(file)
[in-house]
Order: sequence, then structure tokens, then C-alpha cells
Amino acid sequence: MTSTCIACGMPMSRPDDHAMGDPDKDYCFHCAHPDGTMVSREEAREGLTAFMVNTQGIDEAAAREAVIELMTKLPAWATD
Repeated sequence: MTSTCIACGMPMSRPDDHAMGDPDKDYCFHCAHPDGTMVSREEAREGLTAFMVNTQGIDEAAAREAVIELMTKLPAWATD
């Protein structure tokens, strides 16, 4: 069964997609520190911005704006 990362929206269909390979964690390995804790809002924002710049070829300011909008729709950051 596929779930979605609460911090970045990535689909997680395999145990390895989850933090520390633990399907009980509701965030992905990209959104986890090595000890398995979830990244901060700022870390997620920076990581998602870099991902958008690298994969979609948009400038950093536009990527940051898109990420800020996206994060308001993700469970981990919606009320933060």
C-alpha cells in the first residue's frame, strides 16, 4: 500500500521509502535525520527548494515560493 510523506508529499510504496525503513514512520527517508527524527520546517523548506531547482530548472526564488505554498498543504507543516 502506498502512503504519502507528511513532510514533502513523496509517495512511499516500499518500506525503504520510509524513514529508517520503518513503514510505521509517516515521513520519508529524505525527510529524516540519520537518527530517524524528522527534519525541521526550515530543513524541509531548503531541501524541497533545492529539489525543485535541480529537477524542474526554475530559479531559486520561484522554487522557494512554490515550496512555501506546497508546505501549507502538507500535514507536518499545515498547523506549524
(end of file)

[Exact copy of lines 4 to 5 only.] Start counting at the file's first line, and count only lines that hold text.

Repeated sequence: MTSTCIACGMPMSRPDDHAMGDPDKDYCFHCAHPDGTMVSREEAREGLTAFMVNTQGIDEAAAREAVIELMTKLPAWATD
């Protein structure tokens, strides 16, 4: 069964997609520190911005704006 990362929206269909390979964690390995804790809002924002710049070829300011909008729709950051 596929779930979605609460911090970045990535689909997680395999145990390895989850933090520390633990399907009980509701965030992905990209959104986890090595000890398995979830990244901060700022870390997620920076990581998602870099991902958008690298994969979609948009400038950093536009990527940051898109990420800020996206994060308001993700469970981990919606009320933060």